A Theory of Justice
John Rawls aims to express an essential part of the common core of the democratic tradition—justice as fairness—and to provide an alternative to utilitarianism, which had dominated the Anglo-Saxon tradition of political thought since the nineteenth century. Rawls substitutes the ideal of the social contract as a more satisfactory account of the basic rights and liberties of citizens as free and equal persons. “Each person,” writes Rawls, “possesses an inviolability founded on justice that even the welfare of society as a whole cannot override.” Advancing the ideas of Rousseau, Kant, Emerson, and Lincoln, Rawls’s theory is as powerful today as it was when first published. Though the revised edition of A Theory of Justice, published in 1999, is the definitive statement of Rawls’s view, much of the extensive literature on his theory refers to the original. This first edition is available for scholars and serious students of Rawls’s work.
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tion , give the best picture of the doctrine . So far this is about a third of the whole and comprises most of the essentials of the theory . There is a danger , however , that without consideration of the argument of the last part ...
The more specific sense that Aristotle gives to justice , and from which the most ... Now such entitlements are , I believe , very often derived from social institutions and the legitimate expectations to which they give rise .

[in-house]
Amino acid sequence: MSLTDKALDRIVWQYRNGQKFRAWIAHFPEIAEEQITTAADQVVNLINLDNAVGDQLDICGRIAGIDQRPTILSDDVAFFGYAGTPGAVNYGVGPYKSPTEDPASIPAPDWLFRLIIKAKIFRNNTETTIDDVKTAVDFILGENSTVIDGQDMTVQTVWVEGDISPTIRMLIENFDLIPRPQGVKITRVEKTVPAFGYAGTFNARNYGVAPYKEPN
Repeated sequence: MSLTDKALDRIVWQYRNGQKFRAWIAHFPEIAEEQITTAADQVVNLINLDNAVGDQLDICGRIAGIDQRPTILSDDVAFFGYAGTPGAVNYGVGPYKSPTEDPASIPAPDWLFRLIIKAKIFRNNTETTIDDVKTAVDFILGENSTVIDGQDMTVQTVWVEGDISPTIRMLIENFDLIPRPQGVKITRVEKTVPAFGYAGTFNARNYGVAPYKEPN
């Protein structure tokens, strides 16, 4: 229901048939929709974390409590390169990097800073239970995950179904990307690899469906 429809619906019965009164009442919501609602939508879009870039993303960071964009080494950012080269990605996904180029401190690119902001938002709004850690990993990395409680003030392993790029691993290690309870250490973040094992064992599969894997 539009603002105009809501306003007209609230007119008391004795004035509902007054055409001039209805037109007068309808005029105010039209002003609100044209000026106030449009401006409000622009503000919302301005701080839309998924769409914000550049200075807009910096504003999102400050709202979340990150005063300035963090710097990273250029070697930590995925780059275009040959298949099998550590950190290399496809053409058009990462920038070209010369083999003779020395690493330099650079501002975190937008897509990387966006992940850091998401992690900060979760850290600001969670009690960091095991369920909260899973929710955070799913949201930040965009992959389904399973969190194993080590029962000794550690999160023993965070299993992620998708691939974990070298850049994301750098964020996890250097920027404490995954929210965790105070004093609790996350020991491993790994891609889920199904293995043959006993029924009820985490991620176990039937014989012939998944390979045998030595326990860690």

of principle between the claims of liberty and right on the one hand and the desirability of increasing aggregate social welfare on the other ; and that we give a certain priority , if not absolute weight , to the former .
But this restriction is largely formal , and in the absence of fairly detailed knowledge of the circumstances it does not give much indication of what these desires and propensities are . This is not , by itself , an objection to ...
Intuitionist theories , then , have two features : first , they consist of a plurality of first principles which may conflict to give contrary directives in particular types of cases ; and second , they include no explicit method ...
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Review: A Theory of JusticeUser Review - Alex L - Goodreads
BLEH. Never taking a political theory class again. But this book was rather odd...i liked the ideas he proposed, but it wasn't as enjoyable of a read as i thought it would be. Not really my subject matter. Read full review